Q: I recently purchased round-trip tickets from Istanbul to Minneapolis using Priceline. The company confirmed my booking, sent me the itinerary, charged my American Express card and sent me the confirmation. A few hours later, Priceline called and said there was a problem with the ticket and that it could not honor the price. It refunded the charges.
I emailed the executive offices many times, and they sent me fluff letters saying,“Thank you for contacting us about your ‘unconfirmed’ trip.” They also told me to start a new search and advised me not to use the “back” button on my browser. Duh!
After several more emails to them, they told me to try to book it again. I realized they were not listening to me, and I contacted a Delta Air Lines agent, who was so helpful. She researched the problem and discovered that the flight “deal” I tried to book was not valid from Istanbul to Minneapolis — only from Minneapolis to Istanbul. So even if I had tried to book the flight again, Priceline wouldn’t have honored that price either.
If Priceline would have tried to fix the problem, or find out why I was having problems, I wouldn’t have gotten irritated.
I booked tickets directly with Delta. If Priceline would have tried to fix the problem, or find out why I was having problems, I wouldn’t have gotten irritated. I just checked Priceline’s site today, and it still is offering the incorrect price, almost two months later! I would like Priceline to remove this faulty offer from its webpage and reimburse me the $556 extra that I had to spend to book my flights with Delta.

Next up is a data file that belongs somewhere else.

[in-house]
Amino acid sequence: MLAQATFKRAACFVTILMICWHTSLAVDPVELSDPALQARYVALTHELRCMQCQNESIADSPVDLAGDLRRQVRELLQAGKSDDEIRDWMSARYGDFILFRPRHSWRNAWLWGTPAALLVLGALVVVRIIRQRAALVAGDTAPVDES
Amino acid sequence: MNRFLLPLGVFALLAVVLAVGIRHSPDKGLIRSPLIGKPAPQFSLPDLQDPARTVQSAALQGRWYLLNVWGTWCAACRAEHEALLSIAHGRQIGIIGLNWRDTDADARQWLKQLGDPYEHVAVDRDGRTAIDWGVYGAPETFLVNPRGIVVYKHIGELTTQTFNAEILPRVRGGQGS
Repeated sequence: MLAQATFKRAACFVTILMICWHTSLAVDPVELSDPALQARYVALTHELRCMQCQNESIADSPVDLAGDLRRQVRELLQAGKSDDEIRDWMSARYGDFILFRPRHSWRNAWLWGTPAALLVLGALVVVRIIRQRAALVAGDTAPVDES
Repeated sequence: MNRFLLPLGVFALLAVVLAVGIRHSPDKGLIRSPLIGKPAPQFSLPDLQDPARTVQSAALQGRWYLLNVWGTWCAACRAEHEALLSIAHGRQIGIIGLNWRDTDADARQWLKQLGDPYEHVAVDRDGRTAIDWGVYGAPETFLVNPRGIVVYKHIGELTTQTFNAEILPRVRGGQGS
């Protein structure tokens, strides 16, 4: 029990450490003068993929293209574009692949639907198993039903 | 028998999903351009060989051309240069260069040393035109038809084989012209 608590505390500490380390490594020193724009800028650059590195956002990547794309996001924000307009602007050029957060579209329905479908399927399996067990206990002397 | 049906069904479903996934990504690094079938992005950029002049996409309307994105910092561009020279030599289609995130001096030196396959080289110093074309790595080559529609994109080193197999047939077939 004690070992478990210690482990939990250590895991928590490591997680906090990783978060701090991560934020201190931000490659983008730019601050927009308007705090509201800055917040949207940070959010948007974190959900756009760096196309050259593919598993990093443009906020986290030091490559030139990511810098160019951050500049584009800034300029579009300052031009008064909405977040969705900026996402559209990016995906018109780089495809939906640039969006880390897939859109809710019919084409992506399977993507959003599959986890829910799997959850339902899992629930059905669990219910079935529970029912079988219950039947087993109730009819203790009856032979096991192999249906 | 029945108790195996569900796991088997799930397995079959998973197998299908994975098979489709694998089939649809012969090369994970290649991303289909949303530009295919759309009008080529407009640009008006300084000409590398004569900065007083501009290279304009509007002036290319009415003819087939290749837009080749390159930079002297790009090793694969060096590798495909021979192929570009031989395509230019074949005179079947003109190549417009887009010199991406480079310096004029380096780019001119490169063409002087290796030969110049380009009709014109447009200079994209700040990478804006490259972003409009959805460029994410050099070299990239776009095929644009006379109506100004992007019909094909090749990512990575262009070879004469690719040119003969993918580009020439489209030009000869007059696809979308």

St. Paul, Minnesota
A: Priceline’s deal should have been honored. Period. If it wasn’t available, the online travel agency should have removed it from its site promptly. There’s no telling how many other travelers were given the same false hope of a special fare, only to have it withdrawn after receiving a confirmation.
I’m also unhappy with the many tone-deaf form emails Priceline sent to you, even after you contacted its executives. It’s possible that you reached out to the wrong managers. I publish a list of the right Priceline executive contacts on my consumer-advocacy site: http://elliott.org/company-contacts/priceline/.
As for the offer itself, airlines often impose restrictions on their specials. It’s not that unusual to find sales that go only one way — Minneapolis to Istanbul, but not Istanbul to Minneapolis. But it is unusual to find an uncorrected error on a major agency site. My Priceline contact told me that this is the first time he’d ever seen anything like it. That makes two of us.
Priceline investigated the unavailable fare, and that’s where things got even weirder. Turns out the fare was available both ways, but the sale ended in March. You were trying to book a ticket in June. Priceline suggested that the airline had loaded the wrong dates.
“We will be contacting her to explain what happened and offer our apologies, and give her an additional $50 as a thank you for bringing this to our attention,” a representative told me.